Fixed income

Post US interest rate hike: reflation trade check-in

Ben Edwards |17-Mar-2017

UK government bond yields have defied the reflation rhetoric and material increases in US treasury yields. Ben Edwards assesses the impact of the latest US rate hike.

Like all good construction jobs, building corporate bond portfolios requires solid foundations. Post the recent US rate hike, amidst the much touted “reflation trade” and with volatility events in Europe looming, it’s worth checking in on the foundation of our sterling bond portfolios, the ten-year Gilt. A relatively stable base, after all, allows high quality corporate bonds to perform well as investors have visibility on what their future coupon income will likely be worth.

Read more: Factoring in reflation

UK government bond yields have defied the reflation rhetoric and material increases in US treasury yields to put in a remarkably steady performance recently. In fact, current ten year yields of around 1.25%1 are roughly the same as a week before the Brexit vote in June last year and a week prior to the US presidential election in November – two key drivers of bond market volatility. It’s worth highlighting that since the Brexit vote itself, ten-year Gilt yields have fallen around 0.30%2, generating close to 4%2 of positive returns while ten-year Treasury yields have risen 0.80%2, generating a loss of around 6%2. These divergent paths of yields highlight the diverging outlook for growth, inflation, monetary and government policy that began in June last year.

The forces affecting yields

Yields in the UK are being pulled by two opposing forces – on one side the shift higher in global (read US Treasury) yields and on the other side a far more subdued outlook for economic activity and enhanced political uncertainty in the form of Brexit and a potential second Scottish independence referendum. A look through the revised Fed “Dot Plot” initially suggests an outlook for future US rate hikes little changed from last December, but closer scrutiny shows a committee where the hawks have held firm to their views while the doves have capitulated materially. The median expectation is now for two more hikes in 2017 and a further three next year. Contrast this with the market’s current expectation for UK policy action: one hike late in the summer of 2018.

Inflation outlooks too, show a contrasting picture. US core inflation which is currently 2.2%3 (having run up from 1.6% at the start of 2016) is widely expected to approach the heady 2.5%+ levels of the pre-GFC world over the coming year. UK core inflation, however, has been much more stable at 1.6%4, off the 2015 lows, to be sure but more or less where it was three years ago. With the easy wins from energy price rebounds seemingly done and a business investment outlook significantly less conducive to wholesale wage pressure, the inflation debate in the UK will likely be dominated by the value of the pound – as it has been since the Brexit vote. It is also worth remembering that our experience with a Brexit related weakening currency so far has been that the expected negative effects of lower potential real growth have outweighed increasing inflation expectations and government bond yields have actually fallen, delivering positive returns for investors.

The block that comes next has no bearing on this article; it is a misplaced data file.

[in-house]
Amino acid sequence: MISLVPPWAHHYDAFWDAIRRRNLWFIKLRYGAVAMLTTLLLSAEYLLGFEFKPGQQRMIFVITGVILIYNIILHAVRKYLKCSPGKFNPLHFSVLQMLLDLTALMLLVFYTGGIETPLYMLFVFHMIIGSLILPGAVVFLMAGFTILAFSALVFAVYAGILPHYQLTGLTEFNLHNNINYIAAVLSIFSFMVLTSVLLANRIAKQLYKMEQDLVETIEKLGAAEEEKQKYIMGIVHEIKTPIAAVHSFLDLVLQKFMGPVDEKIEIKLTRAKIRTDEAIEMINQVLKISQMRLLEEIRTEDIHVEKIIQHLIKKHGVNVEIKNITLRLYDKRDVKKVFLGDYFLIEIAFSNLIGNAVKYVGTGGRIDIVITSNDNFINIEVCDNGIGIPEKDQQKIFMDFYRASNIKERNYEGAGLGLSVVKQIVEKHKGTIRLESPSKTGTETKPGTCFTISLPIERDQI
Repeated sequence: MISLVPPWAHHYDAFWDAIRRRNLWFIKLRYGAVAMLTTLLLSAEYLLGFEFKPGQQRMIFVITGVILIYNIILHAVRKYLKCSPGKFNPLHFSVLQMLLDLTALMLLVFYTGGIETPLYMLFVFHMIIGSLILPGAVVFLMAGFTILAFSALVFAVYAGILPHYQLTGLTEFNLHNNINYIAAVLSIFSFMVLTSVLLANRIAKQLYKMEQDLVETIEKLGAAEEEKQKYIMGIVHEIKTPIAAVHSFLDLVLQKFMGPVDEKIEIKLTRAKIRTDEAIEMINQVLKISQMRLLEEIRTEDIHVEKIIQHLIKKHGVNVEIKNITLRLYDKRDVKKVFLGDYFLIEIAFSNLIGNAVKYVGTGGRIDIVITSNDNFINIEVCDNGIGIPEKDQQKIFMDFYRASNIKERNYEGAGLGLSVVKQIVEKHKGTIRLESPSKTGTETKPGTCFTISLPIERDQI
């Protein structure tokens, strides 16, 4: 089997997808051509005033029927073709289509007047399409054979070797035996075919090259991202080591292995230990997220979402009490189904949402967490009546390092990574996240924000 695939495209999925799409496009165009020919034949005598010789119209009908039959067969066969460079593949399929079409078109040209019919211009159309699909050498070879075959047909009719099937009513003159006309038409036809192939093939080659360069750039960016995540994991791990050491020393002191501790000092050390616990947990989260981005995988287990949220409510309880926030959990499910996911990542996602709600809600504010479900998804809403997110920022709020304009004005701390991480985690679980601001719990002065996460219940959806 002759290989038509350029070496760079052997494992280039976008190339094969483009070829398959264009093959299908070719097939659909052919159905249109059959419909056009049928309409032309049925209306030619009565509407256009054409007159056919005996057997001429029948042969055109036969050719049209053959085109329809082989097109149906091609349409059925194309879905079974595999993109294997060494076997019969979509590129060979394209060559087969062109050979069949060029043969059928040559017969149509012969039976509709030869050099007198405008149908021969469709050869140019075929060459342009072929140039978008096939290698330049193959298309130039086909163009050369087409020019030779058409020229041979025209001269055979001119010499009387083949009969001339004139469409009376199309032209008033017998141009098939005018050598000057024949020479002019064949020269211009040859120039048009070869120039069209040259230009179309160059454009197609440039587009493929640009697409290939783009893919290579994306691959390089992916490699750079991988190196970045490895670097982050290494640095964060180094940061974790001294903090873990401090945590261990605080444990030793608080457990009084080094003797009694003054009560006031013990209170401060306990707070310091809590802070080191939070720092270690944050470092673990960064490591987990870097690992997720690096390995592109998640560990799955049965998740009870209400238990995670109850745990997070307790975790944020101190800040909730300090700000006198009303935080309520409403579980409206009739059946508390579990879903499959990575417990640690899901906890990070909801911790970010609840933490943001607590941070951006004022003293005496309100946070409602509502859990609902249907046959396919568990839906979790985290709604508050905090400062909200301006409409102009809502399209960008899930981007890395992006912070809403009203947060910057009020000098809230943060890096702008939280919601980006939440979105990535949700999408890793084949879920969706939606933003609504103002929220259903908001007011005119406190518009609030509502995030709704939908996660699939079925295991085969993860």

The median expectation is now for two more hikes in 2017 and a further three next year

Policy divergence

Government policy, too has diverged. And while the new US president attempts to rally his party around tax cuts and fiscal stimulus just as the economy may be nearing capacity, the UK government is attempting (somewhat unsuccessfully) to continue tightening the government's belt. In almost every way these economies seem to be heading in different directions.

Clearly, rapidly falling yields over the past years have been a boon to bond investors, the Blackrock Corporate Bond fund has returned 41.3%5 over the last five years. Investors shouldn’t expect these sorts of returns for the next five years but that is no bad thing. Nothing is certain and while we remain constructive on corporate bonds over the long term we appreciate that the “reflation trade” provides a challenging backdrop in the near term.

We remain wary of taking unduly high duration risk (like that reflected in many fixed income benchmarks) and we take a cautious view of the very long end of the bond market, even in the UK – where extra volatility is seldom rewarded. But ultimately, we believe a relatively stable gilt yield will continue to provide a strong foundation for corporate bonds to do the very simple job they have – to produce low risk, high quality income and enhance diversification within investor portfolios.

1Source: Bloomberg, 16 March, 2017
2Source: Bloomberg, 16 March, 2017
3Source: Bloomberg, February 2017
4Source: Bloomberg, January 2017
5Source: BlackRock Corporate Bond Fund (Class D) cumulative return (£), net of fees, over five years to February 28, 2017. One year return to February 28, 2017 is 11.6%. Three year return to February 28, 2017 is 21.4%. Since inception return to February 28, 2017 is 47.6%. Performance is shown on a bid to bid price basis, with net income reinvested. Past performance is not a guide to future performance.

Ben Edwards
Director, lead fund manager of BlackRock Corporate Bond Fund and co-manager of the BlackRock Sterling Strategic Bond Fund
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